All hands on deck at candy-pulling time
School holidays are upon us once again - they seem to arrive more frequently than in my day.
So it's back to the usual holiday-period question: "What can we do to keep the young 'uns busy"?
In the past I have focused on simple kitchen duties suitable for the younger children. Being mindful of just how quickly they become young adults I thought it was time for a somewhat more challenging quest in my favourite part of the house.
Candy making is a lost craft these days. I guess it is the time they take, along with the requirements of a candy or sugar thermometer to get the mixture to the correct point. In addition, considerable patience is needed and there's a chance of it all going wrong, which can result in the loss of a good pan should the mixture be allowed to burn, not to mention the mess a mistake can cause. But the results, once the method is mastered, are well worth the trials and you do know exactly what is in them.
There is also the issue of safety, as one must take extreme care when working with sugar at these very high temperatures. Having said all that, the rewards are well worth the effort, and while most candy recipes are difficult, others will be duly impressed with a successful batch.
Today we will have a look at pulled mints, which are interesting, as they are chewy and tacky when first made, but after several days of ripening soften magically and just melt in your mouth.
Make sure you have a bowl of iced water close to the stove and work area in case of burns.
2 cups sugar
1/2 cup water
1/2 cup corn syrup
1/4 tsp cream of tartar
6-8 drops oil of peppermint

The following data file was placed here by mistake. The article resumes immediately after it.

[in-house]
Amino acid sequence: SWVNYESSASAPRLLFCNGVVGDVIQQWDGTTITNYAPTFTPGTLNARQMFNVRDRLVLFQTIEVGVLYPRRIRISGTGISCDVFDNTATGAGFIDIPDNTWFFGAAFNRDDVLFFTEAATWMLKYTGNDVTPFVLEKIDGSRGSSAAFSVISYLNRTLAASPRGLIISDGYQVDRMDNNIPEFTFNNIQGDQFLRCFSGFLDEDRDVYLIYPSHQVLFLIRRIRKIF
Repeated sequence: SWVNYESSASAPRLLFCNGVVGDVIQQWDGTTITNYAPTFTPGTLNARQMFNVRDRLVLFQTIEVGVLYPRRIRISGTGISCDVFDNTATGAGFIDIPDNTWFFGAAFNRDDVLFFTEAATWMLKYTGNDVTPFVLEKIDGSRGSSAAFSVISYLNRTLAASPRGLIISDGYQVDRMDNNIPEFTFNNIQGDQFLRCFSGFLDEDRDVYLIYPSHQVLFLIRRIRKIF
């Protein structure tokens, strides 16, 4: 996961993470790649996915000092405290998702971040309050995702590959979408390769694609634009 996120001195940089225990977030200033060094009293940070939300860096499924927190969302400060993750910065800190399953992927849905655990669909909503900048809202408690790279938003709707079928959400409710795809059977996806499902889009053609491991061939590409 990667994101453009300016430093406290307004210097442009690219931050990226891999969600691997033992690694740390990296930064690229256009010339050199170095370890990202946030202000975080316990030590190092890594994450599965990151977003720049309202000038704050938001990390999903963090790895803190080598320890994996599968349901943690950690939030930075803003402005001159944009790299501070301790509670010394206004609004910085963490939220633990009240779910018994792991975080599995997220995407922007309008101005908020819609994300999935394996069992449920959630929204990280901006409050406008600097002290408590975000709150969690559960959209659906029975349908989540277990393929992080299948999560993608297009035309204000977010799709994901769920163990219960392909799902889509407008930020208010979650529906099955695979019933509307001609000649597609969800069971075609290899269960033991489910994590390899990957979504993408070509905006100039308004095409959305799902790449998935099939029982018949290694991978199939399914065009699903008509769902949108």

4 drops of green food colouring (or red if you prefer)
Mix sugar and water and corn syrup in a heavy based saucepan. Drop in the cream of tartar and insert your candy thermometer, stirring constantly over moderately high heat until the sugar dissolves. Allow to continue cooking uncovered without stirring until your thermometer reaches 135 degrees Celsius (265 degrees Fahrenheit) or until a drop of the mixtures forms a hard ball in cold water.
Immediately pour on to a well buttered marble slab or Pyrex dish.
Sprinkle with the oil of peppermint and the colouring.
Allow to cool slightly but as soon as possible begin pulling and stretching with a buttered spatula and, as soon as cool enough, change to using your well buttered hands.
Continue stretching the candy until it has cooled and you have a long rope.
Pull and twist into a rope 2cm in diameter and cut across the grain with buttered kitchen shears every 1-1.5cm.
Spread the pieces out on wax or greaseproof paper and, when thoroughly cool, store air-tight.
Don't attempt to make pulled candies in a cool kitchen. Candy will harden much too fast.
Rally the troops - pulling candy calls for teamwork and strong young arms are very useful.
Remove all jewellery - candy can pull gems out of settings.
Make sure the counter underneath your platter is heat resistant - if not it may get scorched.
While the candy/taffy is too hot to handle, begin the pulling process with a buttered spatula by lifting and stretching.
Use buttered bare hands for the pulling as gloves are hopeless and rebuttering the hands really is a requirement to keep the candy from sticking.
Graham Hawkes operates Paddington Arms at the Queens Dr/Bainfield Rd roundabout.
The Southland Times